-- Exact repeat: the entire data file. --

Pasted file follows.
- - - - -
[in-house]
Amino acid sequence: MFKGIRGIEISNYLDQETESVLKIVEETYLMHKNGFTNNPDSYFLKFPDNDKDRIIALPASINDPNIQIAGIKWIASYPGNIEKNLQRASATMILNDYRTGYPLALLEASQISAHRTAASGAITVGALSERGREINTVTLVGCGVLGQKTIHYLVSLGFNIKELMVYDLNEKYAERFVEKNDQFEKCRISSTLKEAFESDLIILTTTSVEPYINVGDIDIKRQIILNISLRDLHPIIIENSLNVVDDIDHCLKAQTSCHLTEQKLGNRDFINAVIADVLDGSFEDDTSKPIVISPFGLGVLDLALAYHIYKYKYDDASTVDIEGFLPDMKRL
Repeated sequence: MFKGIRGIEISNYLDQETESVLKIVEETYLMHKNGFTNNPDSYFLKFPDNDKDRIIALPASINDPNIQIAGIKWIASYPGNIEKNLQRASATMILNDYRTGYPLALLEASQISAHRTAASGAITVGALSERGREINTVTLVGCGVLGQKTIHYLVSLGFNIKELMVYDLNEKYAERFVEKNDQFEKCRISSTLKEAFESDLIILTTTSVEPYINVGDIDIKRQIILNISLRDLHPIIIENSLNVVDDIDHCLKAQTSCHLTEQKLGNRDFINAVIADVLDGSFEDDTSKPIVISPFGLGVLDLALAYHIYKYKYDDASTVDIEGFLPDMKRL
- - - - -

[in-house]
Amino acid sequence: MFKGIRGIEISNYLDQETESVLKIVEETYLMHKNGFTNNPDSYFLKFPDNDKDRIIALPASINDPNIQIAGIKWIASYPGNIEKNLQRASATMILNDYRTGYPLALLEASQISAHRTAASGAITVGALSERGREINTVTLVGCGVLGQKTIHYLVSLGFNIKELMVYDLNEKYAERFVEKNDQFEKCRISSTLKEAFESDLIILTTTSVEPYINVGDIDIKRQIILNISLRDLHPIIIENSLNVVDDIDHCLKAQTSCHLTEQKLGNRDFINAVIADVLDGSFEDDTSKPIVISPFGLGVLDLALAYHIYKYKYDDASTVDIEGFLPDMKRL
Repeated sequence: MFKGIRGIEISNYLDQETESVLKIVEETYLMHKNGFTNNPDSYFLKFPDNDKDRIIALPASINDPNIQIAGIKWIASYPGNIEKNLQRASATMILNDYRTGYPLALLEASQISAHRTAASGAITVGALSERGREINTVTLVGCGVLGQKTIHYLVSLGFNIKELMVYDLNEKYAERFVEKNDQFEKCRISSTLKEAFESDLIILTTTSVEPYINVGDIDIKRQIILNISLRDLHPIIIENSLNVVDDIDHCLKAQTSCHLTEQKLGNRDFINAVIADVLDGSFEDDTSKPIVISPFGLGVLDLALAYHIYKYKYDDASTVDIEGFLPDMKRL